AVOD continues to expand successfully, eclipsing SVOD revenues in APAC and the US, while password sharing is highlighted once more and copyright causes controversy.
“If you are not involved in AVOD, you are missing out.”
While the lockdown audiences of 2020 provided a massive boost to viewing figures all round, the overall perception that the big SVOD players benefitted the most is perhaps slightly wide of the mark. According to new research from Omdia, in some major territories — notably the US and APAC — AVOD revenues have now overtaken SVOD ones.
The analyst calculated that AVOD was generating $40 billion compared with $32 billion for SVOD in these areas.
According to Rapid TV News, assessing why AVOD will be such a big deal in the year, Omdia research director, Maria Rua Aguete, said: “The CPMs are higher now for AVOD than linear TV, meaning that in some markets the value of AVOD could eclipse that of broadcast. If you are not involved in AVOD, you are missing out of a core and growing monetization window, and Netflix will be no exception.”
Omdia publishes one of the most comprehensive video industry research studies around, and there are a few other interesting titbits in its latest updates. By 2025, it reckons that there will be 1.6 billion subscribers to SVOD services versus 1 billion pay-TV subscribers, though it is equally well worth pointing out that the revenues of pay-TV will still be more than double that of SVOD.
Future predictions also include one in two net OTT adds in the next five years coming from the APAC region, hybrid models emerging as the new normal, and AVOD evolving to become a more premium proposition than it currently is at the moment. Whether that future proposition will include a Netflix flavor, as Aguete hints, is open to question.
27% of DTC streaming video services are shared
Its recent survey in the US found a high penetration of OTT services throughout the country. 82% of households have at least one streaming video service from the eleven top direct-to-consumer (DTC) and SVOD services, with 51% of all households having three or more of them.
However, not all those households are paying for them.
27% of all DTC services are used in more than one household. That breaks down to 13% of services are used and paid for by those that also share them with someone outside the household; 12% of services are used in one household but are borrowed from another household that is paying for the service, and a final 2% of services are used by multiple households that share costs.
“Password sharing is prevalent throughout the streaming video industry. Over a quarter of DTC streaming video services are shared with others outside the household, including 12% of all services that are ‘borrowed’ from someone else’s subscription,” said Bruce Leichtman, president and principal analyst for Leichtman Research Group, Inc.
Leichtman went on to say that the sharing of streaming services should not solely be viewed as lost revenue, “as the ability to share with others is also part of the retention strategy for the services.” How the industry balances that sort of sentiment with the estimated $25bn yearly loss to password sharing may well be one of the unfolding stories of the year.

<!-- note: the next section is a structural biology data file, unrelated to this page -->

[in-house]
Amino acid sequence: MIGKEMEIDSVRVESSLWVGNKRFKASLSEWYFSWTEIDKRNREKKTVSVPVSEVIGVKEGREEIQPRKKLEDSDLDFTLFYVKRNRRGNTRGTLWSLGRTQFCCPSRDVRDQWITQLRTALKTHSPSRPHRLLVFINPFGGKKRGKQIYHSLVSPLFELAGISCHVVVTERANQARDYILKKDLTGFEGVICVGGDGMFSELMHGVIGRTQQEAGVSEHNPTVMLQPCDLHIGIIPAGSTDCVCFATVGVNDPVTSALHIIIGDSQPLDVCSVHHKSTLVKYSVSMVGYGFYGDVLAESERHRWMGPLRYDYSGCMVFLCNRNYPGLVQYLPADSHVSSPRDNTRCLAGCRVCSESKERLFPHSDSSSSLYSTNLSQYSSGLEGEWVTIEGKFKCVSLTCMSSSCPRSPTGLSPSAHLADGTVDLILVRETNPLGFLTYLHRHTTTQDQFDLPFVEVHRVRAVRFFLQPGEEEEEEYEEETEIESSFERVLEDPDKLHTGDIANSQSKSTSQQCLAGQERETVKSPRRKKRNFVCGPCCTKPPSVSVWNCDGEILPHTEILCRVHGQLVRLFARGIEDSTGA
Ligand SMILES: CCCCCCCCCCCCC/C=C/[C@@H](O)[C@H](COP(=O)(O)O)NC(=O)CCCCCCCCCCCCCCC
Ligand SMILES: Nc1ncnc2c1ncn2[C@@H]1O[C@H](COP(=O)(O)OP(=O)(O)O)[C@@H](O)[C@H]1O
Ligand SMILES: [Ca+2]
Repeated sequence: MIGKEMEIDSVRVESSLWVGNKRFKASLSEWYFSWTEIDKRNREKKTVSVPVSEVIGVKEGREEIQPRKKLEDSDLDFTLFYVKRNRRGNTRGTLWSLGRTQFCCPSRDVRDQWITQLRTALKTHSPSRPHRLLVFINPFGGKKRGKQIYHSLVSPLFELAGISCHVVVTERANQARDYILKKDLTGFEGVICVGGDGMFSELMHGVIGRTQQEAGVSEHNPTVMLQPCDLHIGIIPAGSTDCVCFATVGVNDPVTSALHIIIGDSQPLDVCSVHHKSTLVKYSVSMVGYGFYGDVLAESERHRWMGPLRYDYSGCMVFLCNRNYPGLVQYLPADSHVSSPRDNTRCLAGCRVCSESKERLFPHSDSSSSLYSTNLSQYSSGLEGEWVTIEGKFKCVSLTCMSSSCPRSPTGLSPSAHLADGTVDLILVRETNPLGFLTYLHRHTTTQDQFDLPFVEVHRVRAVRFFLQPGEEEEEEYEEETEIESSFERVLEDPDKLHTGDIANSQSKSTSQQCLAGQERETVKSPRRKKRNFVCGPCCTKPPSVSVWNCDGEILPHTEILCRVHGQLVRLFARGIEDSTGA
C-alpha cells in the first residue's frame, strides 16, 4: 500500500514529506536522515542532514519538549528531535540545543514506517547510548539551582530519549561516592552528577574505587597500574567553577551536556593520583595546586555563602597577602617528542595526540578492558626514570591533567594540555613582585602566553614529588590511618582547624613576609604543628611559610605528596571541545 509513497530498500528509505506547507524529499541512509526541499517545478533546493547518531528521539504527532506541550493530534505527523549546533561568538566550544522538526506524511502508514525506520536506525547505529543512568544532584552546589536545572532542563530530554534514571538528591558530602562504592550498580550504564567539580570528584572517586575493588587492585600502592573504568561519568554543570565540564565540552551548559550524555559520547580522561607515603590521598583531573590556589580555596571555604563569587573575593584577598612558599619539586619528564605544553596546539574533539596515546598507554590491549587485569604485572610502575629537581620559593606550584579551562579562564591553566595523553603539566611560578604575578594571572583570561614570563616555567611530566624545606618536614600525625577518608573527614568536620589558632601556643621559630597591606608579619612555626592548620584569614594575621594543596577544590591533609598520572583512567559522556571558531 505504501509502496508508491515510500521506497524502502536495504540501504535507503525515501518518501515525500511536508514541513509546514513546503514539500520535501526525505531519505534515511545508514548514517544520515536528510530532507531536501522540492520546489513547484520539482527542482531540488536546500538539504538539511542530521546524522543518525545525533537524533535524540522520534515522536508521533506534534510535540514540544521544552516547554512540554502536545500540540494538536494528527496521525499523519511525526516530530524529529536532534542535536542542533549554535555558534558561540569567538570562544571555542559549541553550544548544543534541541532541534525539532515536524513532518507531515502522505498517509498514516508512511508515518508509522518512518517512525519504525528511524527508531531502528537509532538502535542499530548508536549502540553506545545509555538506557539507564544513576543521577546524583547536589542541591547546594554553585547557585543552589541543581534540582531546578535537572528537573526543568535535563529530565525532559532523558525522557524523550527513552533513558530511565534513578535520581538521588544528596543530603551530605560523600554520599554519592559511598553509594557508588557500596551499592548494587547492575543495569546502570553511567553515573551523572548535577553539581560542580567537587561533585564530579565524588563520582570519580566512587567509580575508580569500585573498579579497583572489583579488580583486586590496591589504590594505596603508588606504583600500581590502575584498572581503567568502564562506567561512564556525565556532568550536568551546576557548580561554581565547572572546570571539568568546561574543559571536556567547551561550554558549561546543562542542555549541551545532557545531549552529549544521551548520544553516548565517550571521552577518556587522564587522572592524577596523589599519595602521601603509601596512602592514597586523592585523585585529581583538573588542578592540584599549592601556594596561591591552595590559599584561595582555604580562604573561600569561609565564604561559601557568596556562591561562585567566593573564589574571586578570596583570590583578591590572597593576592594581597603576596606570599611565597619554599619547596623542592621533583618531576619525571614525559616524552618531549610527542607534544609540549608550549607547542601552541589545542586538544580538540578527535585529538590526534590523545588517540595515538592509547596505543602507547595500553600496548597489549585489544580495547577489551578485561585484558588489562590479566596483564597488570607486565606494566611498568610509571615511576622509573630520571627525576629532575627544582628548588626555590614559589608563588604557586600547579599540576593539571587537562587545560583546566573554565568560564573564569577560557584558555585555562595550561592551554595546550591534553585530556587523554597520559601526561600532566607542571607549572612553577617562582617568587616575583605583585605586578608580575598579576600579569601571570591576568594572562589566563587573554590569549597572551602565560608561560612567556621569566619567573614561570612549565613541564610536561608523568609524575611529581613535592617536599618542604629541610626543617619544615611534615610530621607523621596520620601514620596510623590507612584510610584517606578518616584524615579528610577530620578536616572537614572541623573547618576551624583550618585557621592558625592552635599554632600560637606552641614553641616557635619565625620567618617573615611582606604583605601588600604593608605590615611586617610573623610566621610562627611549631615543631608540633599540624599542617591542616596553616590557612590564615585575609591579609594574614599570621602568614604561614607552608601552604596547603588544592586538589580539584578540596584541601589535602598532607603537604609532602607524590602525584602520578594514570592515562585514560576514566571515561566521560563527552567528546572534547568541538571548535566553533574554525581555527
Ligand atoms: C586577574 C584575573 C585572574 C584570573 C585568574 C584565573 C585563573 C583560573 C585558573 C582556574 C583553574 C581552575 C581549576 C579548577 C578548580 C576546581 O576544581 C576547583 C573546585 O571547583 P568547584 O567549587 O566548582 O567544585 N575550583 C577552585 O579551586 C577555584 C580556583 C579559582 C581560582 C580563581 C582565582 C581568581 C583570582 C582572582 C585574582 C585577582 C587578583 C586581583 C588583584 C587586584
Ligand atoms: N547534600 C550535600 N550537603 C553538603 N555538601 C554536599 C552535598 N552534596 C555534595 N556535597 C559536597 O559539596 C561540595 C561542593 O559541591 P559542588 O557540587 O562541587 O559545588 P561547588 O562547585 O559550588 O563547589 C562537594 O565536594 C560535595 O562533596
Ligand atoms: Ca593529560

Copyright concerns in Hollywood
Stories about copyright cases involving computer code rarely have knock-on effects throughout other industries, but a recent US Supreme Court judgment on a case involving Oracle and Google has set alarm bells ringing in some entertainment quarters.
The Hollywood Reporter covers the story, which is being referred to as the "Copyright Case of the Century" by some experts, in detail. But if you don’t want the full ins and outs of the code violation in question, as well as musings on the political structure of the US Supreme Court, this is a brief summary.
Oracle alleged that Google used part of its Java API code when it came to building the Android operating system. Google essentially said yes, we did, and (paraphrasing slightly here) it’s an essential shortcut, otherwise, you’re reinventing the wheel every time.
Justice Stephen Breyer agreed and not only said Google made fair use of the Java API to achieve something transformative but that: "to allow enforcement of Oracle’s copyright here would risk harm to the public.” He reasoned that enforcing copyright can work to stymie development and prevent the free operation of a market, which is indeed something the US legal system has traditionally taken a very dim view of.
This is what has Hollywood rattled; the idea that it cannot protect its IP and that other people can swoop in, ‘transform’ it, and that there might well be no redress. For example, that means theoretically you could take established characters and plotlines from a sitcom and set it in a science fiction setting with some minor tweaks; continue a cancelled series with new scripts as a computer game; or just take a book, any book, and adapt it whether someone else had the rights or not. Seinfeld in Space, anyone?
These are the scenarios that worry the execs despite Breyer noting that “copyright’s protection may be stronger where the copyrighted material is fiction, not fact.” The problem was that he drew no hard lines either regarding that nor use of his analysis about the Google case in future scenarios that might apply to other industries. And while there may well be a further evolution of his judgement in future years which may close off the potential loopholes regarding what we think of as creative IP, as is the nature of these things those will end up being debated in costly, lengthy court cases — all of which could keep several armies of lawyers gainfully employed for several years to come.
As THR concluded: “As Hollywood confronts new derivatives of its intellectual property, in all sorts of creative- and technologically-advanced ways, Breyer's words could become very significant indeed.”